The main reason for the overestimate is that the One Layer model assumes that all solar energy not reflected to space is absorbed at the surface. Figure 3 shows that 46 units of solar energy are absorbed at the surface and 23 in the atmosphere. Solar absorption in the atmosphere increases the temperature of the atmosphere, and therefore decreases the effectiveness of greenhouse gases.
Solar absorption in the atmosphere also decreases rainfall, by making the atmosphere more stable - it is harder for clouds to rise up through a warmer atmosphere.
If you double the concentration of CO2 in the atmosphere, but keep everything else about the atmosphere fixed (clouds, water vapor concentrations, the surface temperature), you will reduce the outgoing LW flux to space by about 4 W/m2. The top plot gives an idea of the wavelengths (or wavenumbers) at which this reduction in LW flux is coming from. It represents the change in the LW emission to space from a CO2 doubling as a function of wavelength. The center of the CO2 band is 750 cm-1. Doubling CO2 in a fixed atmosphere decreases CO2 emission at most wavelengths in the band, as you would expect, but increases CO2 emission at the center of the band. Why?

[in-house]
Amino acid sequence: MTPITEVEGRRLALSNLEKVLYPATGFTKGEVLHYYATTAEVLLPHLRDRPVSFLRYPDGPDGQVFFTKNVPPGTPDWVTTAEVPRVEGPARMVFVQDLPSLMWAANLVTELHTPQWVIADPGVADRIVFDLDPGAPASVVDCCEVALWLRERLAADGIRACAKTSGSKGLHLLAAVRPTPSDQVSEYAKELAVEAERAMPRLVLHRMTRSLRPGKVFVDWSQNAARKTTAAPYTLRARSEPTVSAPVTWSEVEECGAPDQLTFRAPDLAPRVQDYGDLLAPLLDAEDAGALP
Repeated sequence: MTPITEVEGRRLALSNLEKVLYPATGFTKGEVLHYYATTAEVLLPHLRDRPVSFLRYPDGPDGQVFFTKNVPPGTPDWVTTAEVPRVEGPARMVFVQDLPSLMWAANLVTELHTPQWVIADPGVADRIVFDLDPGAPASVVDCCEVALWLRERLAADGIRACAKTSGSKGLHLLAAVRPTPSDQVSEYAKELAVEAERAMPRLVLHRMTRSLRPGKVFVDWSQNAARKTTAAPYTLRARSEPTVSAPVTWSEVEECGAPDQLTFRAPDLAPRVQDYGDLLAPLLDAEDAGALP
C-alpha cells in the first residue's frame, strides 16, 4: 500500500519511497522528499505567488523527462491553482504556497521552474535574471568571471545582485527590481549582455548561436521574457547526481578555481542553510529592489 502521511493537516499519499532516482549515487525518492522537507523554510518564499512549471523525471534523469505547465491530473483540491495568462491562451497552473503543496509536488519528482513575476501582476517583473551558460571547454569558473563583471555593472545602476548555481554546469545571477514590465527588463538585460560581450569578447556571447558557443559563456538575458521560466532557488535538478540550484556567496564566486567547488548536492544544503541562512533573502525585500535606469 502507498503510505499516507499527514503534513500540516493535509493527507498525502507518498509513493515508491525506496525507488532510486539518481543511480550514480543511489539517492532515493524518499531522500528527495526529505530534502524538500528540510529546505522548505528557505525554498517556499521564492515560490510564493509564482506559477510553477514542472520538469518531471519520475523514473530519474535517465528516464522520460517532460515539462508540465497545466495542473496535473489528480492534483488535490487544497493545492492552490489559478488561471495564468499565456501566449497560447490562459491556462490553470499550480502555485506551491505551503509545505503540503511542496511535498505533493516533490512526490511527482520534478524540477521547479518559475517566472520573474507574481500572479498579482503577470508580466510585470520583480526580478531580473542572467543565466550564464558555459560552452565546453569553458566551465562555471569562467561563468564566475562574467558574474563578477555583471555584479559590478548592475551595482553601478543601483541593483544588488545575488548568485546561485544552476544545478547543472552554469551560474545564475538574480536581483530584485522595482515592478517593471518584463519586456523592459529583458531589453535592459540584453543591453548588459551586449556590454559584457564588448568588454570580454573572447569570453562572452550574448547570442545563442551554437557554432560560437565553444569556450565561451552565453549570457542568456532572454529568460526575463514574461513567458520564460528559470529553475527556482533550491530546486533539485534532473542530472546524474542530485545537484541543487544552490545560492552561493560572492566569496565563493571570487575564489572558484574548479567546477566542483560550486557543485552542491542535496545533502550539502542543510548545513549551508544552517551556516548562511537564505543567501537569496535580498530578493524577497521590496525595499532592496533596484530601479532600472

At any wavelength, doubling CO2 increases the effective height of average emission to space at that wavelength, i.e. moves the peak of the weighting function to a higher altitude. At the center of the band, where the absorption coefficient of CO2 is largest, the height of maximum emission to space is occurring at the highest altitude. This wavelength is labeled "1" to be consistent with the notation of Figure 4.33. At this wavelength, where the absorption cross-section of CO2 is largest, the CO2 emission to space is not coming from the troposphere, but from the stratosphere where temperatures increase with altitude. Figure 4.33 shows that this weighting functions peaks near 30 hpa, or 25 km. The emission to space at the center of the CO2 band will increase when CO2 is doubled because this emission will now come from an even warmer temperature (i.e. at an even higher stratospheric altitude). At the sides of the band, where the emission is coming from the troposphere, increasing the average height of emission reduces the average emission temperature and reduces the intensity at these wavelengths.
If you were to average over all wavelengths, you would get an overall reduction in LW radiation to space (~ 4 W/m2) from doubling CO2 in a fixed atmosphere. This is an integral over the center of the band where emission is increased, and at the sides, where emission is reduced. This reduction in LW emission causes an energy imbalance in the earth: total emitted LW to space from the earth is no longer equal to the total absorbed SW by the earth. The lower figure shows how the atmosphere responds to this imbalance.
INTERACTIVE RESPONSE (Could also call Steady State Response):